According to psychologists, there’s a limit to how much willpower mortals can exercise at once. College students were the subject of this study.
Cookie or Radish: Which One do You Prefer?
If you were one of the students in this study, you had no say in the matter. A group of students were told they were participating in a study about “food perception” and were asked not to eat for three hours before arriving. Upon their arrival, all of them were taken to a room that smelled great because the researchers baked chocolate-chip cookies a few minutes beforehand. A table in the middle of this room had two bowls. The first had fresh baked cookies and the other contained radishes.
The Cover Story
The clever researchers told the students they selected chocolates and radishes because of each food’s highly distinctive taste. In addition, they would contact the students the following day to evaluate their memory of the taste distinctions the students experienced.
- Cookie-eating group: Half the participants could eat two cookies, but no radishes.
- Radish-eating group: The other half could eat at least two radishes, but no cookies.
While the students ate, the researchers left the room in hopes of inducing temptation in the students – especially the radish group. Still, everyone stayed on course. The “taste study” was complete…or that’s what the students were told.
A Puzzling Job
Here comes the typical con artistry necessary for many psychological studies. A different group of lab coats entered with a completely unrelated study for the students, which was secretly part of the original study. These new researchers told the college students they were testing who was better at solving puzzles – college or high school students.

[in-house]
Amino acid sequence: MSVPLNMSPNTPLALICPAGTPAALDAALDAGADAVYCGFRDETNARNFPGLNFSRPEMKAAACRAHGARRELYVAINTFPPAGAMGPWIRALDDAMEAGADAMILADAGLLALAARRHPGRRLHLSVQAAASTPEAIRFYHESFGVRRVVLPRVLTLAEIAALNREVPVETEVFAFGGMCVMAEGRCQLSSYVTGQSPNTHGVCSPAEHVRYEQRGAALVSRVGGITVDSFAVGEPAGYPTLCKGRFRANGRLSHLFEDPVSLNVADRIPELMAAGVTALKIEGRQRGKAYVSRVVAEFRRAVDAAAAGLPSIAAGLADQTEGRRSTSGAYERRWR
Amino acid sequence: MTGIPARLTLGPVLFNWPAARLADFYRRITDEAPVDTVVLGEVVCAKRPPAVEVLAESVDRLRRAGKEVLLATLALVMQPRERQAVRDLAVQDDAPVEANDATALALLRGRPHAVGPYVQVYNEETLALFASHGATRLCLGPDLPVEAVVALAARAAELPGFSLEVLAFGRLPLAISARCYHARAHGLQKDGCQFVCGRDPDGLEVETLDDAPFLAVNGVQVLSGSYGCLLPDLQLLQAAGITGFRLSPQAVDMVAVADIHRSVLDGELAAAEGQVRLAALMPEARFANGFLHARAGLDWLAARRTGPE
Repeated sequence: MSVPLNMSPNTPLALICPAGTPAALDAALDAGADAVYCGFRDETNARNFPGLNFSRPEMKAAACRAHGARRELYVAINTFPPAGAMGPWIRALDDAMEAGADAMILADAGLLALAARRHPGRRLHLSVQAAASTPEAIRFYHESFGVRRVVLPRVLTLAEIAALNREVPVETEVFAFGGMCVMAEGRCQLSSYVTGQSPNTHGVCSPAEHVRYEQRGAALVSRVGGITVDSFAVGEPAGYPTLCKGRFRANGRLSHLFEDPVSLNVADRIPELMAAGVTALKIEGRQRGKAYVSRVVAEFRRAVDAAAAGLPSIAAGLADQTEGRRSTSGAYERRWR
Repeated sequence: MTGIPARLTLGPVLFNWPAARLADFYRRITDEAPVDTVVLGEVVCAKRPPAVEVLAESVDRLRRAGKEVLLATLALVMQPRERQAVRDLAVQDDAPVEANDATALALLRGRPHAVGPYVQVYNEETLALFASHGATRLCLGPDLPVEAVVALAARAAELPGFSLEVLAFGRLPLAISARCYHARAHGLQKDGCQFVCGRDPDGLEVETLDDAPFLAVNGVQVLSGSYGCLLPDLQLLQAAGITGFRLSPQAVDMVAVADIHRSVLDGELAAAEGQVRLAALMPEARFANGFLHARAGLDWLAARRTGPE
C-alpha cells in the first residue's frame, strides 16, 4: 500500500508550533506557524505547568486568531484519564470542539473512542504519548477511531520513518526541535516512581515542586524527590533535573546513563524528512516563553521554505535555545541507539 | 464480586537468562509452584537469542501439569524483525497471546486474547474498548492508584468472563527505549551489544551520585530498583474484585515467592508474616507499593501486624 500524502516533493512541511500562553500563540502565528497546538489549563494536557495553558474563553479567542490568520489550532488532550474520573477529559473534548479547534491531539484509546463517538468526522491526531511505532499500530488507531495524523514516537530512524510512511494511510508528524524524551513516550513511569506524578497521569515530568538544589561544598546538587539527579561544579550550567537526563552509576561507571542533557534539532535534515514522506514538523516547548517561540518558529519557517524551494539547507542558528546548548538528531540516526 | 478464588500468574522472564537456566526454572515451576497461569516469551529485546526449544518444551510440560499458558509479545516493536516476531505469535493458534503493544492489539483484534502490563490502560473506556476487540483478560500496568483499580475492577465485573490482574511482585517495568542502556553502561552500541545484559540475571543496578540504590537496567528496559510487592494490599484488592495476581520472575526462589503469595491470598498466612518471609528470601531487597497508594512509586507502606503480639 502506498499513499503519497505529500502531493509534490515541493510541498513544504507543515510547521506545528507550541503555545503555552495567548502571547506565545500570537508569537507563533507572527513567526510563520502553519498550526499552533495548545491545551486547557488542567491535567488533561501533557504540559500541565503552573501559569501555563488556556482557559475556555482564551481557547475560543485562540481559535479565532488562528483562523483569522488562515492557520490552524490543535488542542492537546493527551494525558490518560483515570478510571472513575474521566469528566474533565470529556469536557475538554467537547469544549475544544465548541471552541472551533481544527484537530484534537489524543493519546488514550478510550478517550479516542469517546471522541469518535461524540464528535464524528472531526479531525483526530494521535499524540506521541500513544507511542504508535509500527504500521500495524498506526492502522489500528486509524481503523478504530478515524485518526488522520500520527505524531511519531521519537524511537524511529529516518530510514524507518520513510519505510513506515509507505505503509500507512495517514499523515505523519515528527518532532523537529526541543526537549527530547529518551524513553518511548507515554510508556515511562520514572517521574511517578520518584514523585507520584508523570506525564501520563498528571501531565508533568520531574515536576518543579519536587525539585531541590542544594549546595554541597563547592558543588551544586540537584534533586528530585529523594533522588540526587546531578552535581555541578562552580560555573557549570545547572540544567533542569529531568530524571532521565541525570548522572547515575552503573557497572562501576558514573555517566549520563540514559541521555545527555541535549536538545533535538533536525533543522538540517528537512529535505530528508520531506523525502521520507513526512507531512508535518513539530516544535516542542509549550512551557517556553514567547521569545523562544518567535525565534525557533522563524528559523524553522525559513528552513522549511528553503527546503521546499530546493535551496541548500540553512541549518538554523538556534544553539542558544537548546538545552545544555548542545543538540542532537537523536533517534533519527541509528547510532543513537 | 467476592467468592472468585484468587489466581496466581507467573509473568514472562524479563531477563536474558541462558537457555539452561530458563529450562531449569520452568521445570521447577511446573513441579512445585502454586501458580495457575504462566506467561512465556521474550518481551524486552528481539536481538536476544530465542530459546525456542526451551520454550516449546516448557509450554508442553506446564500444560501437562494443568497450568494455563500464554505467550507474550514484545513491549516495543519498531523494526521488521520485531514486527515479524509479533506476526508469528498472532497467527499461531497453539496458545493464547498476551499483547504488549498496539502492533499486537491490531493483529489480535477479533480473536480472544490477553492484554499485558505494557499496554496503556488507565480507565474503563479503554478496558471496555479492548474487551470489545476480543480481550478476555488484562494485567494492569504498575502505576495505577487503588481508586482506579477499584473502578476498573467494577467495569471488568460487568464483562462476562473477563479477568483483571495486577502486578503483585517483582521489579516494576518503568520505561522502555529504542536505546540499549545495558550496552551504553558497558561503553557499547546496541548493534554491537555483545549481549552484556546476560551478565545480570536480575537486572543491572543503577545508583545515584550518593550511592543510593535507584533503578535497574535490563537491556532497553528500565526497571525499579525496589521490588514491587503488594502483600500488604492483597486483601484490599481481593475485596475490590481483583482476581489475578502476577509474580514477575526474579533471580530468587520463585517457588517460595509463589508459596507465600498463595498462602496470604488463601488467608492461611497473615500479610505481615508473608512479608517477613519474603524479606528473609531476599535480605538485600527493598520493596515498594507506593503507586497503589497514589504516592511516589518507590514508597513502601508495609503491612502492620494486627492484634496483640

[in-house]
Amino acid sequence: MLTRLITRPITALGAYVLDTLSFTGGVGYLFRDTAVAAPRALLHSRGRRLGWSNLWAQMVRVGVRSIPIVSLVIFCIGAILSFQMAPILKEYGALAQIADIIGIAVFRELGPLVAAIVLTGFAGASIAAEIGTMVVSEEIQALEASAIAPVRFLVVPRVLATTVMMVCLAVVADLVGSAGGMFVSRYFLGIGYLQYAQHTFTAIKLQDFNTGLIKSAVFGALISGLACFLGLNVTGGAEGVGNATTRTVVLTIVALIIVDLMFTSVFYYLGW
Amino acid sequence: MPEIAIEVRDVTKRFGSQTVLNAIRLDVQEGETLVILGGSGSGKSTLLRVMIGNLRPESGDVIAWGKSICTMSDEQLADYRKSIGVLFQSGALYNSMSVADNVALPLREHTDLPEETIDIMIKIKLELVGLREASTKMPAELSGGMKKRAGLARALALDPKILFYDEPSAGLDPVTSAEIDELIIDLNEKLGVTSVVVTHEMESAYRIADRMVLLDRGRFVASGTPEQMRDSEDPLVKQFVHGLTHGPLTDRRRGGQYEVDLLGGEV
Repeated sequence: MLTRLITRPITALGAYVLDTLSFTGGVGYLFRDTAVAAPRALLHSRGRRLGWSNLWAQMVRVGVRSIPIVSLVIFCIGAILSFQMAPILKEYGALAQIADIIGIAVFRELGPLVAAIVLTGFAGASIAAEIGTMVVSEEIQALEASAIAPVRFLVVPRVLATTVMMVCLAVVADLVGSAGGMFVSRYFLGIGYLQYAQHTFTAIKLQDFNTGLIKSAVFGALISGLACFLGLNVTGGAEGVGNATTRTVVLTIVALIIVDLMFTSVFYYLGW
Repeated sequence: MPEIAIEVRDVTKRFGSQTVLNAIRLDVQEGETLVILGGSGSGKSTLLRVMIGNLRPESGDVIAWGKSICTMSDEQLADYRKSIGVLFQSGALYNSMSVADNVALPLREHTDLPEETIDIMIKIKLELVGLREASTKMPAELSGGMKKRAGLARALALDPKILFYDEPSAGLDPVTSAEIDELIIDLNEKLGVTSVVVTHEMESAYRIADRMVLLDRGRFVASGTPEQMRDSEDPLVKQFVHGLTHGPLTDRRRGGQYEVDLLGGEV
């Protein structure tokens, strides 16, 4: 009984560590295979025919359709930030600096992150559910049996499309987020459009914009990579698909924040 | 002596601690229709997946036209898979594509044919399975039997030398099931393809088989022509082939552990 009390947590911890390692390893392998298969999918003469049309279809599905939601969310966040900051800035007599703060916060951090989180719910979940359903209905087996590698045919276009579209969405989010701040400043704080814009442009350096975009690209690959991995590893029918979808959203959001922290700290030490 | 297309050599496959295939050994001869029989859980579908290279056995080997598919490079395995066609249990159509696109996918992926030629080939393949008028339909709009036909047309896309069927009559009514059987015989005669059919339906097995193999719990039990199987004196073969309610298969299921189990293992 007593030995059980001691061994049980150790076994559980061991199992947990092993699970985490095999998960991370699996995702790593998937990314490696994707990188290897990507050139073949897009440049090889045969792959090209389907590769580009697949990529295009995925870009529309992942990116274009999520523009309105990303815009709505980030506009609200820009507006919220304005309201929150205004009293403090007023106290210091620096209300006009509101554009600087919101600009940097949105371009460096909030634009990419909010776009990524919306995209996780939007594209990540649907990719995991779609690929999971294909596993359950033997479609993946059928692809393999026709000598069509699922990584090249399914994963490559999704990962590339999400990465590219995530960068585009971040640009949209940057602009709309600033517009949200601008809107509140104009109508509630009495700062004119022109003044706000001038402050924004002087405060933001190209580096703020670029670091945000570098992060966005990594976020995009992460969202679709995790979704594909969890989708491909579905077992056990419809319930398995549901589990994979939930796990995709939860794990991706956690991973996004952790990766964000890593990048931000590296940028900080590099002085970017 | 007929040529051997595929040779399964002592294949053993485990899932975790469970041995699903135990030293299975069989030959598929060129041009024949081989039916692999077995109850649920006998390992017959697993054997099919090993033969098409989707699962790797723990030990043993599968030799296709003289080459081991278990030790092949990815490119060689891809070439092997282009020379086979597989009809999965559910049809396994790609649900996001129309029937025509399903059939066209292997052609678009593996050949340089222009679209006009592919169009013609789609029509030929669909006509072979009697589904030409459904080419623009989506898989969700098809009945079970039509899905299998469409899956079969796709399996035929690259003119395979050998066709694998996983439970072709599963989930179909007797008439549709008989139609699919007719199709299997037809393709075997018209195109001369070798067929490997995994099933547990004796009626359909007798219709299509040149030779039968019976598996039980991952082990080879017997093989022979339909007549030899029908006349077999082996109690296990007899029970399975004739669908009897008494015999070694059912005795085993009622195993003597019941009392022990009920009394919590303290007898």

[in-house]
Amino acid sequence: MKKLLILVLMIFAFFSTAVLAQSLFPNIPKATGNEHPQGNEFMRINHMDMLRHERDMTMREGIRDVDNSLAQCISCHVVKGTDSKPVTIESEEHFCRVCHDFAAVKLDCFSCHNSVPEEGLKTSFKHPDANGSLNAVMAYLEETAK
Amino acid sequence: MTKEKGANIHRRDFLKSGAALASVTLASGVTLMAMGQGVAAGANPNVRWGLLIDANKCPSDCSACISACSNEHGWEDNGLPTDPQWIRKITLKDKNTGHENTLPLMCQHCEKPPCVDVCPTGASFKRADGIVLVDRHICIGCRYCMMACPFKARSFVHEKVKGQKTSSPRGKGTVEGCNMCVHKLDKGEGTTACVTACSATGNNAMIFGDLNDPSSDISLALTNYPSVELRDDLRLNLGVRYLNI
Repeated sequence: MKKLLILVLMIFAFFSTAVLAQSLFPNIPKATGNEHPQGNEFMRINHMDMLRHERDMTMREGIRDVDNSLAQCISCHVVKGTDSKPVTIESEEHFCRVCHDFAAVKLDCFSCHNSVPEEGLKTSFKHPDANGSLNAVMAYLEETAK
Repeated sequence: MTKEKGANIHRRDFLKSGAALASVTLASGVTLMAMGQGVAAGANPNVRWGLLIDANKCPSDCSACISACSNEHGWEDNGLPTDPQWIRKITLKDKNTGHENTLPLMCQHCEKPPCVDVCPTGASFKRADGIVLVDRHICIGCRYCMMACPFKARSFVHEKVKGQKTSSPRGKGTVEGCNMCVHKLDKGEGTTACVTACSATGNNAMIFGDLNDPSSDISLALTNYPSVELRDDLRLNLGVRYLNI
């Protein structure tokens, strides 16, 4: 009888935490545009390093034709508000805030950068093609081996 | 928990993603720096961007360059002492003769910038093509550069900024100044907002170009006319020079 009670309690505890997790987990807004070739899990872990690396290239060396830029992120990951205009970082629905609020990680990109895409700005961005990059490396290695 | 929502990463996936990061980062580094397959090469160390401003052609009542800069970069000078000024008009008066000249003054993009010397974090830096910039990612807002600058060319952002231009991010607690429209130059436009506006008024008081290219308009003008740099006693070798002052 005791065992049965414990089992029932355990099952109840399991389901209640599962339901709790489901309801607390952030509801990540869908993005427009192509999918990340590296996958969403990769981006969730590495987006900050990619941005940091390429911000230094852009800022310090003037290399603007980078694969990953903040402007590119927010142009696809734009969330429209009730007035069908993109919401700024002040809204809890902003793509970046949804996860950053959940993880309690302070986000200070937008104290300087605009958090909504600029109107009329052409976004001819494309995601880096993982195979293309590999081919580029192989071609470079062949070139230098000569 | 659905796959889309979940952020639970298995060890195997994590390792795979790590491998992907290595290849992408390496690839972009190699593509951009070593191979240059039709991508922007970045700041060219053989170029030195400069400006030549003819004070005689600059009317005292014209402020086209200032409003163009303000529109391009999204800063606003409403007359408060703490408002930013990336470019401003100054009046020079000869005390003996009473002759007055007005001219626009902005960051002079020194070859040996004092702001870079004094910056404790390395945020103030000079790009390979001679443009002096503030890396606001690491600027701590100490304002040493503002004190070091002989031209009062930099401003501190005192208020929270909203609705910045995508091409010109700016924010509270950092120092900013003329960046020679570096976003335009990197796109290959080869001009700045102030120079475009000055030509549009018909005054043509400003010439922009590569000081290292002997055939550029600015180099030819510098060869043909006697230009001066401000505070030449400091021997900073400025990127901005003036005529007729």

The college students agreed to participate and were then given some puzzles that involved tracing complex shapes – but remained unaware of one caveat. The puzzles were unsolvable – the researchers wanted to test the students’ persistence.
The Con Conclusion
The cookie-eating group spent 19 minutes on the task, while the radish-eaters gave up after 8 minutes. Why? The researchers concluded that the radish-eaters “ran out” of self-control, and that self-control is an exhaustible resource.
That’s why the radish group gave up 11 minutes faster – they spent all of their will power on resisting the cookies during the previous study. This makes sense, considering another recent study concluded that on a biological level, there’s an inverse relationship between resisting temptation and brain glucose levels. The brain demands glucose while performing tasks, so the depleted group’s (depleted from resisting cookies) lack of will can be attributed to biological factors. Fair enough. If you’re resisting too many things at once, you might give up quicker than if you executed things one at a time like a Zen monk.
“Yard by yard, life is hard. But inch by inch, life’s a cinch.”
cog·ni·zance (noun): awareness, realization, or knowledge;